“Current data-based methods of analysis and predictive models are insufficient – big data is able to remedy this. ”
– Dr. Alexander Lenk
Pass/fail decisions by faculty are mostly based on the ability of students to pass or fail prior to (Angoff) or post standard setting (Borderline Regression Analysis) criteria developed by faculty. Standard setting is a critical part of educational, licensing and certification testing. But outside of the cadre of practitioners, this aspect of test development is not well understood. Standard setting is the methodology used to define levels of achievement or proficiency and the cut-scores corresponding to those levels. A cut-score is simply the score that serves to classify the students whose score is below the cut-score into one level and the students whose score is at or above the cut-score into the next and higher level.
A few words about this paper…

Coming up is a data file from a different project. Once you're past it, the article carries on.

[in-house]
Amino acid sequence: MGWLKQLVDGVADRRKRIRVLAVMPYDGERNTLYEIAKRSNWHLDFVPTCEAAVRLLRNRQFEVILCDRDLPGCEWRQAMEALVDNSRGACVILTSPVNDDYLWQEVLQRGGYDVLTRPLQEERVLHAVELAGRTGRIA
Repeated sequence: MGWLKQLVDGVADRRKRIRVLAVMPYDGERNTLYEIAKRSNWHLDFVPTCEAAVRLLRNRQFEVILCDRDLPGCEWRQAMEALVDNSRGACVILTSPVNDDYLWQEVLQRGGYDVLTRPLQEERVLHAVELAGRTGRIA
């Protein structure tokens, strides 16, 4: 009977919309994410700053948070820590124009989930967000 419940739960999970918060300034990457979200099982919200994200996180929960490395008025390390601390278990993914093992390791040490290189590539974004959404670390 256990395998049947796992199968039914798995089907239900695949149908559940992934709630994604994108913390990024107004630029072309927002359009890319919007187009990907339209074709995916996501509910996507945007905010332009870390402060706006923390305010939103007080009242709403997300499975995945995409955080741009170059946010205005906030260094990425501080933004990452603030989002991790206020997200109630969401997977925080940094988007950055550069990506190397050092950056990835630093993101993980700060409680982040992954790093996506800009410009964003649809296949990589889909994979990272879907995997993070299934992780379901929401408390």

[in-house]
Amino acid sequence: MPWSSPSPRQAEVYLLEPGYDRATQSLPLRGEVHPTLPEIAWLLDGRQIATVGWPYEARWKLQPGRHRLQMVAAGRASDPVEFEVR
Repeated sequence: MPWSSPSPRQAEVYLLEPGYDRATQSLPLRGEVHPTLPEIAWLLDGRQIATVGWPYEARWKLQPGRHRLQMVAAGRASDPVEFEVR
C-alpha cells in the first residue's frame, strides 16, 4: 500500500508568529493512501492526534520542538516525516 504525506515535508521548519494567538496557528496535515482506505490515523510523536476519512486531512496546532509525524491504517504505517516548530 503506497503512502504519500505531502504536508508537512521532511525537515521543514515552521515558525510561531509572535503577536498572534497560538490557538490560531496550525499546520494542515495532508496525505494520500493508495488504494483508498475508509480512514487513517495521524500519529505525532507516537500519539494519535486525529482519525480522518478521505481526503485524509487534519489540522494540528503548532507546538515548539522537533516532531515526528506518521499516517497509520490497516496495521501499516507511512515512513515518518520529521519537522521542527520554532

A historically significant paper I have to say, and although not yet cited it formed the basis of what I eventually pursued for the last 10 years in the spin-off company, Qpercom. According to the Irish Times, we are “dragging exam assessment out of the dark ages“ (Oct. 2016). This suppressed paper actually forms the basis of what Qpercom has worked to achieve since 2008 with client partners worldwide. From being a PT clinician by training, I moved into medical education. As clinical researchers, we put a lot of effort into developing the Smallest Detectable Difference (SDD), to be detected using a ‘ruler’. Measuring maximal mouth opening with a metal ruler is one of the outcome variables in patients with maxillofacial pain. With the newly acquired evidence that you had to measure at least 12 mm difference in mouth opening before and after an intervention to be successful in patients with temporomandibular joint disc displacement, I changed jobs and moved into medical/dental education. I was immediately challenged to look into comparable measurements used in oral hygiene training. Probing depth measurements were used as an example to demonstrate the use of generalisability and decision studies in educational decision-making. Fourteen years after this publication, we are comparing 10 different European Universities on their quality assurance outcome of OSCEs. Have a read, use the evidence, and I hope this will help students and staff measuring any kind of assessment outcome, plus this historically significant paper needs citations!